Photo of 412 Food Rescue co-founder and CEO Leah Lizarondo by Laura Petrilla.

Guest Editor Leah Lizarondo on the ‘super-happy process’ of helping other Pittsburghers

It’s easy to feel inspired when you talk with Leah Lizarondo, co-founder and CEO of 412 Food Rescue. She has seen the incredible power of her organization’s mission — preventing perfectly good food from being thrown away, and instead bringing that healthy food directly to people who need it. And she’s seen how uplifting the food rescue experience is for the thousands of volunteers who help her organization each year.

To kick off our month-long celebration of the power of volunteering, Kidsburgh sat down with Leah (who is kindly serving as our guest editor this month as we explore all things volunteering-related) to learn more about how families can get involved.

Kidsburgh: 412 Food Rescue has opportunities for scheduled volunteering and also for last-minute, unscheduled food rescues through the Food Rescue Hero app. Does it help families that you have both options?

Pittsburghers of all ages can volunteer with 412 Food Rescue.
Pittsburghers of all ages can volunteer with 412 Food Rescue.

LL: Yes. I’m sure you remember what it was like to have kids under 5. At that age, routine is kind of an important thing. If you know what you’re going to do next and how to fill the time, the kids love routine and are actually more stable. So, we have weekly rescues for that. Parents or caregivers can make that part of their weekly thing. I loved taking my kids on long drives just to fill the time. And if that drive can be for something that’s meaningful like this, that’s even better. Because especially as they approach 5, they ask questions. They want to know where you’re going and why. So you can explain. And then for older kids, where weekends may be more flexible or when they have a school day off, there are these ad hoc rescues that are always on the app. It’s unscheduled, and you can just take one of these. So it works both ways.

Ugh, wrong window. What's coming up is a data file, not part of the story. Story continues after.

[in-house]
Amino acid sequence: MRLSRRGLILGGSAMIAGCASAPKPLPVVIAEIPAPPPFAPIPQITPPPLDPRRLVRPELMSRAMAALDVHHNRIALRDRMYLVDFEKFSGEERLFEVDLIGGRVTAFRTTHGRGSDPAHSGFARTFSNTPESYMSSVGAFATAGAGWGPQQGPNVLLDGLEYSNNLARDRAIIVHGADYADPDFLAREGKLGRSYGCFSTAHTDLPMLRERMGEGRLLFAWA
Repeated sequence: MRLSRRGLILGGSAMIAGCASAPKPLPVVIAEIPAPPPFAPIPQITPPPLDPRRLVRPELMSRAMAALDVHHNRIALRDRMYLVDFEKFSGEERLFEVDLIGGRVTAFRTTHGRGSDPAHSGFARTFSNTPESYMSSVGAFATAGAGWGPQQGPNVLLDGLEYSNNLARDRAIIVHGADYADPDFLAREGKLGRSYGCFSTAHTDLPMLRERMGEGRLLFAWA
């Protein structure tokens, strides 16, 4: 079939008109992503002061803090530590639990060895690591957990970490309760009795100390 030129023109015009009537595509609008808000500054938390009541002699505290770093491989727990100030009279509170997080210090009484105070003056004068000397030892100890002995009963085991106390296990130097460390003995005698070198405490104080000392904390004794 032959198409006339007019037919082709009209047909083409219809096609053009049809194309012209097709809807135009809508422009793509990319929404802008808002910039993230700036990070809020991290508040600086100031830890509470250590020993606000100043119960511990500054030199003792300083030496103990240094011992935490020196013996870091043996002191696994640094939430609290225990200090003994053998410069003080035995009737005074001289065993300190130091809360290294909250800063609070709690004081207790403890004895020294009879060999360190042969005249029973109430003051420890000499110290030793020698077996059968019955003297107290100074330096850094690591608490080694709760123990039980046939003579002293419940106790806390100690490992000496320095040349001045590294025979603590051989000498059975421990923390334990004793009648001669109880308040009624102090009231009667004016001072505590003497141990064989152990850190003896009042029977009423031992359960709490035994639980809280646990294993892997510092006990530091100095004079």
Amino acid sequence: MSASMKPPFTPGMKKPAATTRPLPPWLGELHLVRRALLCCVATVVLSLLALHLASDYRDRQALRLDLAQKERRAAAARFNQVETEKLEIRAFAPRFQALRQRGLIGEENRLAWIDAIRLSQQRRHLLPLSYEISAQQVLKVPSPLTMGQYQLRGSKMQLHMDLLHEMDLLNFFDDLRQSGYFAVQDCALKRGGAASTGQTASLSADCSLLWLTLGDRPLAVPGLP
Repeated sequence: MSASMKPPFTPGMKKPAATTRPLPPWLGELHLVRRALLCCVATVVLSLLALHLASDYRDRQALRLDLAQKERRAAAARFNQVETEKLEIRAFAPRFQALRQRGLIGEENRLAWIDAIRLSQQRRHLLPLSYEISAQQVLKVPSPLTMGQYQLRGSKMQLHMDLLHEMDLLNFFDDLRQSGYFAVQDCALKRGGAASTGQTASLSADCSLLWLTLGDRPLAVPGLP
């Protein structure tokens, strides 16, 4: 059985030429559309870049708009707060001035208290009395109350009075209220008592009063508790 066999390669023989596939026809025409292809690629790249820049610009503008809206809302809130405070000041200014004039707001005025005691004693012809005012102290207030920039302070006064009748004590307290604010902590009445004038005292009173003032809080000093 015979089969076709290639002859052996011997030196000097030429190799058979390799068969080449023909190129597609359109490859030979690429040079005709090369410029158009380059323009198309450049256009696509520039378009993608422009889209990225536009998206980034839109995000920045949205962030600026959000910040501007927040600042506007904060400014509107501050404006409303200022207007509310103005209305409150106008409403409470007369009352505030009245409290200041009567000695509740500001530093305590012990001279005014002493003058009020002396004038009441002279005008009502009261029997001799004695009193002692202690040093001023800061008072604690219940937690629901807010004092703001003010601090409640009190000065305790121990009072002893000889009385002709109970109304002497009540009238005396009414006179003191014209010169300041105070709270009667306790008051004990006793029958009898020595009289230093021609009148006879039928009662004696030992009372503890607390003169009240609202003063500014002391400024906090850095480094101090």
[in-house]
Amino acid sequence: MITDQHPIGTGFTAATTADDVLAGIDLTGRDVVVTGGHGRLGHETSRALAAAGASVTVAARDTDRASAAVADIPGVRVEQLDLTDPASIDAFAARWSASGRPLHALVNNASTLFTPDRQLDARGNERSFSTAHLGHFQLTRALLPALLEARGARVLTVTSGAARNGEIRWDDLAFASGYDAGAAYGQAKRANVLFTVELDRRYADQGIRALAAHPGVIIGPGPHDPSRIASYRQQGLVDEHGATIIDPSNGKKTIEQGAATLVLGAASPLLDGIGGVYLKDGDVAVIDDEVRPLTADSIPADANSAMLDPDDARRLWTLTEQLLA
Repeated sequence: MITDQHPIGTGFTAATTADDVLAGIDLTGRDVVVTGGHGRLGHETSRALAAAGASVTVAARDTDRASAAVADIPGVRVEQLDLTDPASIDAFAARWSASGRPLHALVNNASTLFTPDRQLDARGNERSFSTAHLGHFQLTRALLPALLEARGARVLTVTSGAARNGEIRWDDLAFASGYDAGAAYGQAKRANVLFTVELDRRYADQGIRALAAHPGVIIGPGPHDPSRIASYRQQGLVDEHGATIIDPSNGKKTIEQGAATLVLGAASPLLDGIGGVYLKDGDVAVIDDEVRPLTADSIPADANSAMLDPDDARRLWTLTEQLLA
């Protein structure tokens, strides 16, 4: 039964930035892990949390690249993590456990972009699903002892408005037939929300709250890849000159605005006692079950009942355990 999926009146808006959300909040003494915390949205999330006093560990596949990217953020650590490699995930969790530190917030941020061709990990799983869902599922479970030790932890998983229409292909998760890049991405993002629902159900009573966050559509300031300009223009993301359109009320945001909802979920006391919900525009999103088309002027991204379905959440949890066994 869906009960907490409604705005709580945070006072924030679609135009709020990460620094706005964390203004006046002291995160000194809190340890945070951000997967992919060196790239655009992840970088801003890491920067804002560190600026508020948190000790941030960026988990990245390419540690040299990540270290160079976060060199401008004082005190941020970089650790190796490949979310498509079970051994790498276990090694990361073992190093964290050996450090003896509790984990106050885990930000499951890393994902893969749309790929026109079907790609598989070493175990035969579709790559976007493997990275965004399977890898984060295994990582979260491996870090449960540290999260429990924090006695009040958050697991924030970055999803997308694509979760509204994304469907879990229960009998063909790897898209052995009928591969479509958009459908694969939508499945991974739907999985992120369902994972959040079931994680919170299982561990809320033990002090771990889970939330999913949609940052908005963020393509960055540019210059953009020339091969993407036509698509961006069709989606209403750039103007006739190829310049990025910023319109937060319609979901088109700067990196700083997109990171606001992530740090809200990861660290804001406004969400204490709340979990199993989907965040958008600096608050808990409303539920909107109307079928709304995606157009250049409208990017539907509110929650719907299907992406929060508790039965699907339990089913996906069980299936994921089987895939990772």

Kidsburgh: What do you think children get out of participating in a food rescue?

LL: It’s a great teaching moment — not only on the subject of food waste, but, on hunger and also the climate and the environment. Hunger is something that is immediate. So it’s a concrete thing that kids can understand. If you volunteer at a food pantry or you volunteer to do a food rescue, you see an immediate impact. And then food rescue also teaches about climate change, which will affect our kids more than us. It’s more abstract, but it’s something they need to learn about. I was just in Geneva at ILA’s global conference listening to one of the speakers, a scientist. She said that we have 60 normal growing seasons left — 60 years when crops will grow in the normal way as we know it. I had never heard that statistic before. If we have only 60 growing seasons left, my youngest will be 69 by the end. That’s not old. And the latter part of those 60 growing seasons certainly won’t be the same as the early ones. That’s pretty stark data. We know that right now, we waste so much of the food that we grow. And all of that wasted food going to landfills and causing methane has an impact. So we need our children to begin to understand this and get involved in making sure their community is not wasting food.

Kidsburgh: Have you found that Pittsburghers really want to help with food rescues?